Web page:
Stingers: The 2004 State Tax Survey

Tough times can make for tense relations between corporate tax executives and state tax authorities. Our survey suggests that even if economic conditions improve, the stage is set for more contentiousness than ever.

New Jersey was not so lucky—the court cited South Carolina as an aberration and ruled that without physical nexus, Lanco was not subject to the state’s income tax. The case also didn’t do much for New Jersey’s reputation: it rocketed to number one among the states considered by our survey respondents to be the most aggressive about asserting economic nexus. (South Carolina, which was first in 1998 and fifth in 2000, dropped to eighth on the list.)

Yet New Jersey’s failure to tax a Delaware holding company was not an unalloyed win for corporate tax planning. Earlier in 2003, Maryland pierced the corporate veil of two Delaware holding companies by arguing that they had no real business purpose other than to avoid tax. That’s a classic anti-tax-shelter argument, and one that may signal a much more aggressive approach by the states.

The Maryland Court of Appeals ruled simultaneously in Comptroller of the Treasury v. SYL Inc. and in Comptroller of the Treasury v. Crown Cork & Seal Co. (Delaware) Inc. that the Delaware holding companies of Syms and Crown Cork & Seal could be taxed—not individually, as New Jersey attempted in Lanco, but as part of their parent companies—because they “had no real economic substance as separate business entities.”

The court noted that all of the characteristics of a functioning company—employees, office space, travel expenses, and so on—”were virtually nonexistent on Crown Delaware’s balance sheets.” Where such expenses did exist, they were provided by Organization Services Inc., a “nexus services” provider.

Although Crown Delaware claimed revenues of about $37 million per year, total annual wages for its nine “employees” averaged $568 for each year between 1989 and 1993. Indeed, Crown Delaware’s total operating costs averaged just over $2,000 per year. “Over the five-year period in question,” the court noted, “Crown Delaware incurred a total of $20 in meals and entertainment, about $60 in telephone charges, and about $100 in postage. Travel costs for the entire period…amounted to less than $7.” And despite the fact that Crown Delaware theoretically existed to manage intellectual property, it never incurred any legal fees associated with patents or trademarks.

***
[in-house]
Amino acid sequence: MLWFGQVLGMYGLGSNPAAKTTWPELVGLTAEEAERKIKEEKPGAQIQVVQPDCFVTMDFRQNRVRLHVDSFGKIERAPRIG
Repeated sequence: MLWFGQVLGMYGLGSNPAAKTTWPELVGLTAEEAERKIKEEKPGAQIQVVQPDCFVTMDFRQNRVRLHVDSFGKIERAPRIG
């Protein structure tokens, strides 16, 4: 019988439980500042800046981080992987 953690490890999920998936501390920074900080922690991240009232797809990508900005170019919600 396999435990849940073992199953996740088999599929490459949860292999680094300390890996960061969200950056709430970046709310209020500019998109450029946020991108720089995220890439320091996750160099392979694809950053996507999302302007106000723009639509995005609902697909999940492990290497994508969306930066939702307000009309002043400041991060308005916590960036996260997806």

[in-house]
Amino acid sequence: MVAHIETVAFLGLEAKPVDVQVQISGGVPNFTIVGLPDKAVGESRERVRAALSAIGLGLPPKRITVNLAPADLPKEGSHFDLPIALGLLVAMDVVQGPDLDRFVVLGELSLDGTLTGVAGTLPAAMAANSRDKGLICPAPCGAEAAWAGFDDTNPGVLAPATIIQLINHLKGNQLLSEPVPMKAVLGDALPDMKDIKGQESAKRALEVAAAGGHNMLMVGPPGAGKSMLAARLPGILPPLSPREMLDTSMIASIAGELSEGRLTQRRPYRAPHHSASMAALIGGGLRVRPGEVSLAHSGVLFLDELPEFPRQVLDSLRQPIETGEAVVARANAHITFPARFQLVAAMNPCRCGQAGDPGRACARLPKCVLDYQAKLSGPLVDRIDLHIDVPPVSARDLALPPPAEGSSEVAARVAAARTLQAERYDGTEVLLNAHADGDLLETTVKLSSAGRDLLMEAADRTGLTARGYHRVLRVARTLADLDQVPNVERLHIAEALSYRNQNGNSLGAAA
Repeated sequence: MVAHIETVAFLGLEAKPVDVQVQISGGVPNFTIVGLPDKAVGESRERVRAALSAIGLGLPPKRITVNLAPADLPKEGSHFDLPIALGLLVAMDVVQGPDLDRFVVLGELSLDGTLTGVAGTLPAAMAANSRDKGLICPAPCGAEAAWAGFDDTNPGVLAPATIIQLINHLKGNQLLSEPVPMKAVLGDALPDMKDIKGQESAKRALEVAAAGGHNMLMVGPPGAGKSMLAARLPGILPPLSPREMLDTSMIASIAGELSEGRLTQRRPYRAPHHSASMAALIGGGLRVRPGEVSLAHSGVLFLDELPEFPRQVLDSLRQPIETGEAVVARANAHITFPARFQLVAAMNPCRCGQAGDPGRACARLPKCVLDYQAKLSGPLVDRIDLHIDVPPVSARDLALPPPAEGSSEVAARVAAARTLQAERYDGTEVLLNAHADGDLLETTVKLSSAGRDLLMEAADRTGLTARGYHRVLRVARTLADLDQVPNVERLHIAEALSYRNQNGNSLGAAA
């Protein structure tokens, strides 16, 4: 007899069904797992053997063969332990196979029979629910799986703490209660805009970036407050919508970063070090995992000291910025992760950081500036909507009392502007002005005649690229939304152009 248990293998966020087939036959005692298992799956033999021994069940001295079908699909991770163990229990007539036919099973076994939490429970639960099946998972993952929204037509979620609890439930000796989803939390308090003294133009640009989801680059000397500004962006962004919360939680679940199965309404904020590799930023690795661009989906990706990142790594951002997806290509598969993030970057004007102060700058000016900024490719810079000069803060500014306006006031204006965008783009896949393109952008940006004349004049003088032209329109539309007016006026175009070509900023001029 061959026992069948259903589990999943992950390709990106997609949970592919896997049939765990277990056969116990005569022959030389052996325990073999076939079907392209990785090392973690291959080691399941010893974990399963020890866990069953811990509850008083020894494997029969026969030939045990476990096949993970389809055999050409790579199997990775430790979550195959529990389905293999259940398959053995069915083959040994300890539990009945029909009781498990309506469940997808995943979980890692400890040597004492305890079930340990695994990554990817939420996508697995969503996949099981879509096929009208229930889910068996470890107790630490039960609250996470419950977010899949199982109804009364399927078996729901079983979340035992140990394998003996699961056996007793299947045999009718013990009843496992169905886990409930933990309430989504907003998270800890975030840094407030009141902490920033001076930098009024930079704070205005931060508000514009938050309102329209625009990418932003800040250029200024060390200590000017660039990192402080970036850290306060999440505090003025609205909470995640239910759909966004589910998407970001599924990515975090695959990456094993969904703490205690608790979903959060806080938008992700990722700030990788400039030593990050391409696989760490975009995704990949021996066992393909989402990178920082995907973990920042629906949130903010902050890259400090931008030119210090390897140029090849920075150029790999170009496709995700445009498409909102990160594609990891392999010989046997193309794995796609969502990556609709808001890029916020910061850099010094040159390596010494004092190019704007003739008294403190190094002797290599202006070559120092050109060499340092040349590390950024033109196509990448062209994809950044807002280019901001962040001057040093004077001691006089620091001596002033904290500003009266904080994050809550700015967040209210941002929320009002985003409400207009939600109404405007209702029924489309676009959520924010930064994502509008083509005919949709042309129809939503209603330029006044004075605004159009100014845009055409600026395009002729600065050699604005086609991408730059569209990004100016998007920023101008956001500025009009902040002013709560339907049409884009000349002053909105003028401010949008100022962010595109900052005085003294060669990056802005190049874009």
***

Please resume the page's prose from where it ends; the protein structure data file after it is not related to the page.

Those who defend moving intellectual property to a Delaware holding company as a legitimate tax-planning strategy admit that the Crown case is not the most flattering example. But even more-persuasive fact patterns are no sure thing. In a similar case decided in 2002—Sherwin-Williams v. Commissioner of Revenue—Massachusetts failed to convince a court that the paint company’s Delaware subsidiary was a sham, because, the court ruled, it did engage in legitimate business activities. This past June, New York’s Tax Appeals Tribunal looked at the same affiliate and found just the opposite to be the case.

SYL, Crown, and New York’s version of Sherwin-Williams make Delaware-style holding companies far more likely to be attacked in court these days—much as Enron’s abuses resulted in greater scrutiny of all special-purpose entities. “If you are a publicly traded company, you need to be far more cautious today than in the past with regard to aggressive tax planning,” says Stuart L. Rosow, an attorney with Proskauer Rose LLP. Although such planning is still possible for many companies, he says, “the level of scrutiny that it will be subjected to is much greater.”

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